— strong mix of small, medium, and large business including an array of nonprofit organizations;

— diverse residential population of 10,000 now and the potential of growing to 16,000 by 2030;

— affordable, market rate and transitional housing to support residential growth;

— trauma 1 regional medical center and clinics;

— several public parks and a college sized soccer field;

— connections to University of Minnesota and a private university in Elliot Park;

— several riverfront amenities, including the iconic Stone Arch Bridge;

— rapidly growing commercial space;

— nationally celebrated sports and entertainment complex;

— Complete transit options and a regional LRT hub; and

— Regionally leading fine arts education and performance institutions.

 

Q: What are some of the challenges facing the neighborhood?

For several decades the income disparity between Downtown East/Mill District and Elliot Park was stark and unfortunate. This was true regarding housing and retail opportunities as well.

The leadership of the East Town Business Partnership (which has existed since 1979) continues to diligently look for ways to bridge those gaps and bring people together for the common good, and in common shared spaces. Now that development is reaching into all corners of both neighborhoods, we realize that the rising costs of home ownership and rentals will continue to be a pressure point for low and middle income families. We are working with the development leadership of the Minneapolis Downtown Council-DID 2025 Plan to explore ways and means to pursue a diverse housing narrative in the currently hot housing market.

The other challenges include acclimating thousands of new residents and businesses to our area and help everyone to form a growing and new common vision for what East Town’s contribution will be to the larger downtown.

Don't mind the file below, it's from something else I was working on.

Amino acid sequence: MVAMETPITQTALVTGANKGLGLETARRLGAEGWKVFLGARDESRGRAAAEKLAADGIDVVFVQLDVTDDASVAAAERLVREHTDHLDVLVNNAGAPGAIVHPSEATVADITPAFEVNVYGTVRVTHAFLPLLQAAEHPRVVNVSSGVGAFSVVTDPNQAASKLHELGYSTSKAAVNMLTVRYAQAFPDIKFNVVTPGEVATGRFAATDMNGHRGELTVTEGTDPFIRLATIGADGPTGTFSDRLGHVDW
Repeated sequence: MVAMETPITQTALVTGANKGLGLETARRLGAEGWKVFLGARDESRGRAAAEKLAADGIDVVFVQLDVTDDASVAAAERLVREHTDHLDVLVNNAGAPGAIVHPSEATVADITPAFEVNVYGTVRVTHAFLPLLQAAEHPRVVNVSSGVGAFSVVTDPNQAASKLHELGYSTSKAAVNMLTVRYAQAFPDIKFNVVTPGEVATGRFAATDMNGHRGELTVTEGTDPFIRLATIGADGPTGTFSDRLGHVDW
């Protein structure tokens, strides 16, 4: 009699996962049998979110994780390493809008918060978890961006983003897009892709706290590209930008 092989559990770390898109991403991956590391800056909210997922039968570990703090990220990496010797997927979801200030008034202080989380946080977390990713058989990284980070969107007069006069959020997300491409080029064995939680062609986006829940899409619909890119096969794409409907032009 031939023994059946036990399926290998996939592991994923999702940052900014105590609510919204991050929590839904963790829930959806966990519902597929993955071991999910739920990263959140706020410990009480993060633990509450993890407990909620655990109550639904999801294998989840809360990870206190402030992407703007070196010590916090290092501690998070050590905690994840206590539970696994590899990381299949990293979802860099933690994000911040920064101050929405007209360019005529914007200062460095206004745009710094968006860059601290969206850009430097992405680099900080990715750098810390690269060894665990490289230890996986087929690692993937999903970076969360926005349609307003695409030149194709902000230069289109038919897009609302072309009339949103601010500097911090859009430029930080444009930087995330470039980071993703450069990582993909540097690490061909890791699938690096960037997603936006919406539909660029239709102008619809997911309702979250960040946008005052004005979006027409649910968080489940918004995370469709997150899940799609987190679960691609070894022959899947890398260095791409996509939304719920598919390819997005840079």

Q: What is the goal of the East Town branding effort?

Ultimately this process was about creating a cohesive sense of place that celebrates the individual parts of the district but casts a larger vision celebrated on a regional and even national scale.

The East Town area is centered by the new Commons park, Wells Fargo mixed-use development and the U.S. Bank Stadium. In the past, depending upon who you talk to, the area has been called East Downtown, Downtown East, Mill District, and Elliot Park. A few people even called it The Stadium District.

The branding effort, led by the business community with input from neighborhood organizations, has worked to bring the area together much as a South Minneapolis business community did in the 1930’s when “Uptown” united several neighborhoods together around the newly built Uptown Theater.

On May 5, 2016, after almost two years and countless community engagement meetings with stakeholders the East Town Business Partnership Board of Directors officially adopted “East Town” as the new name for their business district. The graphic presentation developed by PadillaCRT, mostly through pro bono efforts, provides a key visual brand commitment along with some possible creative expressions that will be developed further with community partners in the months ahead.

The brand vision driving the visual identity paints a compelling vision of where we are going with this new name: East Town: A Vibrant, Multifaceted and Connected Community.

 

What are your hopes/dreams for East Town?

(This response was written by Paul Mellblom, president of the East Town Business Partnership. I think that he and I, and the entire board share these hopes and dreams!)